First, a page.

“Captain Lakshmi had last visited the Vadakkath ‘tharavadu’ at Anakkara here, in February 2005. Since then, she was unable to travel owing to poor health, but she stayed in touch through frequent phone calls. Earlier, she used to come down here every year,” reminisces G Chandrasekharan, a distant relative of the legendary revolutionist. Chandrasekharan and his wife live in the ‘tharavadu’, along with Susheela Amma, who is an aunt of Captain Lakshmi. Her mother, the renowned social worker Ammu Swaminathan was a member of the prominent Vadakkath family, and her link to Palakkad.
Born in Madras on October 14, 1914, to well-known criminal lawyer Dr S Swaminathan and Ammu Swaminathan, Lakshmi Swaminathan studied medicine and completed her MBBS from Madras Medical College in 1938. With her parents being staunch Congress supporters, young Lakshmi was no stranger to the socio-political upheavals of the time. Ammu Swaminathan was elected twice to the Madras Assembly and once to the Lok Sabha. As a result, their house in Chennai was always the nerve centre of political confabulations which had an impact on Lakshmi, and she eventually became an active member of the Youth Congress. Subsequently, she was drawn to the revolutionary movement in the country, and in this respect, the sister of Sarojini Naidu, Suhasini and her husband Narayanan Nambiar, who hailed from Thalassery, influenced Lakshmi significantly. In 1939, Dr Lakshmi completed her diploma in gynaecology and obstetrics and soon after, left for Singapore to care for a pregnant relative. Singapore was a British colony at the time and Japan had attacked the island, leading to much tumult among the Indians settled there. She established a clinic for the poor migrant labourers in the colony and her work influenced Netaji Subhash Chandra Bose who reached Singapore in May 1943. Dr Lakshmi eventually came to head the women’s regiment and attained the rank of Captain in Netaji’s Indian National Army (INA), which fought against the British. She last saw Netaji in May 1945, and after the defeat of the Axis powers, she too was imprisoned in Burma for some time.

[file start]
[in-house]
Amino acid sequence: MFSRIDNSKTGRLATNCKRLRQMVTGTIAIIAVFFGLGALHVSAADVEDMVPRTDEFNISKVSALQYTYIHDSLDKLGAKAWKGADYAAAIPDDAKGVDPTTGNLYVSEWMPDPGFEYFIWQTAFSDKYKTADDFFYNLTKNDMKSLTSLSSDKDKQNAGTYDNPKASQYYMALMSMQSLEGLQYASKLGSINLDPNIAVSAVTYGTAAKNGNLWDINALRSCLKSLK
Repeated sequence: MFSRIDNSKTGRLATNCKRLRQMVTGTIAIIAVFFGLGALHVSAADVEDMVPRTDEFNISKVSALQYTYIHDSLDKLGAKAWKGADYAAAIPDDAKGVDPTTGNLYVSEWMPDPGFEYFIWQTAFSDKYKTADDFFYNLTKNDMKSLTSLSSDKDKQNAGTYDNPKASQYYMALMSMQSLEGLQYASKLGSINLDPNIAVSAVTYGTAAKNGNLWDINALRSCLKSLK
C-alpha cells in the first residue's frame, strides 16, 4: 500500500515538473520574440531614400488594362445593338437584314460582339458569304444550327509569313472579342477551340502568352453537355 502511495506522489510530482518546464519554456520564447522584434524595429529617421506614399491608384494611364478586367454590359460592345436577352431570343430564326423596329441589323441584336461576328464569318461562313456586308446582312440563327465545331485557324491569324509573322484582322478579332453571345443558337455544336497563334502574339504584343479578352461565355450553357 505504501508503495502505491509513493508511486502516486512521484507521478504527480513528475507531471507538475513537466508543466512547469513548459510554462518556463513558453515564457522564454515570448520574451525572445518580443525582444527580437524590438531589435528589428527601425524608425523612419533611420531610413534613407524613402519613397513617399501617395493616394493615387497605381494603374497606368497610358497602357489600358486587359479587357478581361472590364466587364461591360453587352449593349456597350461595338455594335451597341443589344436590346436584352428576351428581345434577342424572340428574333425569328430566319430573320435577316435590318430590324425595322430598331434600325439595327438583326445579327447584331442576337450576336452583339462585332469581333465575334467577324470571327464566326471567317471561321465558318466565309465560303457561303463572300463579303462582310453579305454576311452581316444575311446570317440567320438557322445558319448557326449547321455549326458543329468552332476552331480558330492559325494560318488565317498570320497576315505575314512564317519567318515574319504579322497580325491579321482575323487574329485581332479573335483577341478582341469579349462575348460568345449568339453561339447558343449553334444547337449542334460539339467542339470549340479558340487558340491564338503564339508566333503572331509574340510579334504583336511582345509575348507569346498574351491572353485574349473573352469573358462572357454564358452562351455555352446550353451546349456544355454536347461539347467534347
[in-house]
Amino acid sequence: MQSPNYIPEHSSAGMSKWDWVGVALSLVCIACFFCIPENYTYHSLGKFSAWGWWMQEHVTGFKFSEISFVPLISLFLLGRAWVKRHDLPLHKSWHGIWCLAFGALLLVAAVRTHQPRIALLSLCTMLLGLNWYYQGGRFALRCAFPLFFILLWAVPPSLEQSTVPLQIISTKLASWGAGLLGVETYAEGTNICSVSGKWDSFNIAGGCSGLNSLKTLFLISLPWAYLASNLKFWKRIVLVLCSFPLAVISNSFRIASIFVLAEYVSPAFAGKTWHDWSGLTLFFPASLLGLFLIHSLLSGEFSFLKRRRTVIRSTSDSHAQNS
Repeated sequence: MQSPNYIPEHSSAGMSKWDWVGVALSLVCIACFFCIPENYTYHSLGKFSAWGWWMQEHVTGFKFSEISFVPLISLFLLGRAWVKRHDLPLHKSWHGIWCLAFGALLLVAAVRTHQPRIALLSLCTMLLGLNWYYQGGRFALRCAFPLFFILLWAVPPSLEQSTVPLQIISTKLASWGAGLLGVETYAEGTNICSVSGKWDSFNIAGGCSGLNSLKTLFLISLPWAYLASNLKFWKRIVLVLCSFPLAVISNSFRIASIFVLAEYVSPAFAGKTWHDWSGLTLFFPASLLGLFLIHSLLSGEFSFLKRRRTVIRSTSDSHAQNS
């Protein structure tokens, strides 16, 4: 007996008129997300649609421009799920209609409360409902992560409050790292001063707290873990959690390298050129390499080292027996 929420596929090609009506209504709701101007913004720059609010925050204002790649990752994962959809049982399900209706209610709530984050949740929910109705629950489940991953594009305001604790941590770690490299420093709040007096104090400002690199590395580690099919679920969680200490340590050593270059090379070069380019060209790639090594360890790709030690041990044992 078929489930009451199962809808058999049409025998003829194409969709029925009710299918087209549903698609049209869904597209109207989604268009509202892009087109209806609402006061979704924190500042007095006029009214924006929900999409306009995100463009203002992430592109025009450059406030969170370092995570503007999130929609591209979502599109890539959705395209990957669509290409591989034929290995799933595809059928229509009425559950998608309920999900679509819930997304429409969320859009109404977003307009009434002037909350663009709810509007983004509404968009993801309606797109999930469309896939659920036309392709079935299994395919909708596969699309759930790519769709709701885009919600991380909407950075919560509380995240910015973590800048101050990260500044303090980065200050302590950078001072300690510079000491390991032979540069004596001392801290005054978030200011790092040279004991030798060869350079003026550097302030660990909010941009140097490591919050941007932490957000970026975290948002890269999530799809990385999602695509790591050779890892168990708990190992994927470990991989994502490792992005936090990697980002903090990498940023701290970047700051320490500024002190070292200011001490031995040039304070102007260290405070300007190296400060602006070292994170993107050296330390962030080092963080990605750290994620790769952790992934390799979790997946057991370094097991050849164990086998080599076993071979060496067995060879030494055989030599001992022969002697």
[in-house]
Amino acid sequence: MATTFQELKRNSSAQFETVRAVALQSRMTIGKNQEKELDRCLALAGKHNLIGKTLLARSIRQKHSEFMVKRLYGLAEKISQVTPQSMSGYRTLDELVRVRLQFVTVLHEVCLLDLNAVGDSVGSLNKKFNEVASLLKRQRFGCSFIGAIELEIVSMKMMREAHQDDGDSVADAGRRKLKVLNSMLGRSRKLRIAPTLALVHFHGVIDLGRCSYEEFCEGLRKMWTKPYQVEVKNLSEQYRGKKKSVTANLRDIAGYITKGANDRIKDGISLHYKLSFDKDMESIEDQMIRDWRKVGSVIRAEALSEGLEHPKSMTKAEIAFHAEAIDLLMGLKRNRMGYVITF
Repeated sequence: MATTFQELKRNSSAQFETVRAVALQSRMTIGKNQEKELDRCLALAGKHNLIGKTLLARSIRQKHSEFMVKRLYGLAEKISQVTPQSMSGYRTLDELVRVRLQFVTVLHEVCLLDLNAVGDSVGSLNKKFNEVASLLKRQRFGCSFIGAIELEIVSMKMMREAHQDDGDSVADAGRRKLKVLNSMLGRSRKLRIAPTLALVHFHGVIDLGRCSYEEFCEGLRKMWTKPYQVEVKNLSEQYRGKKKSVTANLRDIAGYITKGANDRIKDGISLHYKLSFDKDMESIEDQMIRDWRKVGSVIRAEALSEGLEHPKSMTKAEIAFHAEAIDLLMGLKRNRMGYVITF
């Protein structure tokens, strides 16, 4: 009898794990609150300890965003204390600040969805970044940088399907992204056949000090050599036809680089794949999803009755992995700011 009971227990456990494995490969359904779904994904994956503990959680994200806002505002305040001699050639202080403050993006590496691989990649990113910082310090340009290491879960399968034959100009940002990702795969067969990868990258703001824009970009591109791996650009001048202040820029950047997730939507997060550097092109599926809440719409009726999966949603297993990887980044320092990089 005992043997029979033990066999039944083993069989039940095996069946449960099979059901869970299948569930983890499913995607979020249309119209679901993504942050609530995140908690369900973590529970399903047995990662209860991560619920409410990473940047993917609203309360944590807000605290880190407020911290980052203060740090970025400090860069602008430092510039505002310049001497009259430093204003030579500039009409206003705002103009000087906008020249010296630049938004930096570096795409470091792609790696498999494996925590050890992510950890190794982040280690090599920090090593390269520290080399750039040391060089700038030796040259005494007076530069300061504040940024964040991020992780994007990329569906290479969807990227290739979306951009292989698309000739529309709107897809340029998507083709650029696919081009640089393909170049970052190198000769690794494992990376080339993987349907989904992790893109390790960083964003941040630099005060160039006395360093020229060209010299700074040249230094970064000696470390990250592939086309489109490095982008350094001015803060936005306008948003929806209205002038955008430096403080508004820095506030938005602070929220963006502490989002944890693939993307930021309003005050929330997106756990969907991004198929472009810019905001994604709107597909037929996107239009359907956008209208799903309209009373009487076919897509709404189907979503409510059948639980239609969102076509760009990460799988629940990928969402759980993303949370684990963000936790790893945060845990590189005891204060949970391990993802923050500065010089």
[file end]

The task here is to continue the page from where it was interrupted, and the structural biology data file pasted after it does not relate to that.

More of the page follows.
She had married Prem Kumar Sehgal, a colleague in the INA, in March 1947. After returning to India, Captain Lakshmi settled in Kanpur, and continued to work towards ensuring affordable healthcare for the poor. In 1971, she joined the CPM and represented the party in the Rajya Sabha.
She was a member of the CPM state committee in Uttar Pradesh and a central committee member of the All India Democratic Women’s Association.
In 1998, she was honoured with the Padma Vibhushan by the then President K R Narayanan. In 2002, she was the Left parties’ nominee against A P J Abdul Kalam in the presidential poll. Captain Lakshmi is survived by two daughters, Subashini (former CPM MP from Kanpur) and Aneesha.